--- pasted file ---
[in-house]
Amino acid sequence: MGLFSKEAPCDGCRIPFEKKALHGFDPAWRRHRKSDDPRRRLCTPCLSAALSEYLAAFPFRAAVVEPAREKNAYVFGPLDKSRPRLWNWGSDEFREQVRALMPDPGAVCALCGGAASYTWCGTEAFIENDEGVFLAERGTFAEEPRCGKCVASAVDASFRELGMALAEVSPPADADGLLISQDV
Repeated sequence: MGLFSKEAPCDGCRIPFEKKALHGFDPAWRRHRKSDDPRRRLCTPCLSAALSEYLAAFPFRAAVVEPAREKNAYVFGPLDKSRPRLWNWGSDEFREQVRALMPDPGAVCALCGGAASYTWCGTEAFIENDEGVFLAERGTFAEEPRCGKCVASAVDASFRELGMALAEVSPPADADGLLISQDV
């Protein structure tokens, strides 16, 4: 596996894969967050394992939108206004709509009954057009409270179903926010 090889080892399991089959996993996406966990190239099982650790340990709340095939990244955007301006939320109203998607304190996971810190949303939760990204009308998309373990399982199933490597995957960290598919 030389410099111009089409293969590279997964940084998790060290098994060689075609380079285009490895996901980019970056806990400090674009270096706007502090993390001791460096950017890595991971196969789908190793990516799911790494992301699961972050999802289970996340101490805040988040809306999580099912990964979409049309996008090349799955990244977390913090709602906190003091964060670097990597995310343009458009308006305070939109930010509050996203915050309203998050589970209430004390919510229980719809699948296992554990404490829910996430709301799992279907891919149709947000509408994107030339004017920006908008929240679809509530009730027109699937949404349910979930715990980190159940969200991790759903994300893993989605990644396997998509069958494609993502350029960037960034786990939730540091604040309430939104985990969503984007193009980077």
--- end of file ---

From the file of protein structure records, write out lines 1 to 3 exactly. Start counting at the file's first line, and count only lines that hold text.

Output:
[in-house]
Amino acid sequence: MGLFSKEAPCDGCRIPFEKKALHGFDPAWRRHRKSDDPRRRLCTPCLSAALSEYLAAFPFRAAVVEPAREKNAYVFGPLDKSRPRLWNWGSDEFREQVRALMPDPGAVCALCGGAASYTWCGTEAFIENDEGVFLAERGTFAEEPRCGKCVASAVDASFRELGMALAEVSPPADADGLLISQDV
Repeated sequence: MGLFSKEAPCDGCRIPFEKKALHGFDPAWRRHRKSDDPRRRLCTPCLSAALSEYLAAFPFRAAVVEPAREKNAYVFGPLDKSRPRLWNWGSDEFREQVRALMPDPGAVCALCGGAASYTWCGTEAFIENDEGVFLAERGTFAEEPRCGKCVASAVDASFRELGMALAEVSPPADADGLLISQDV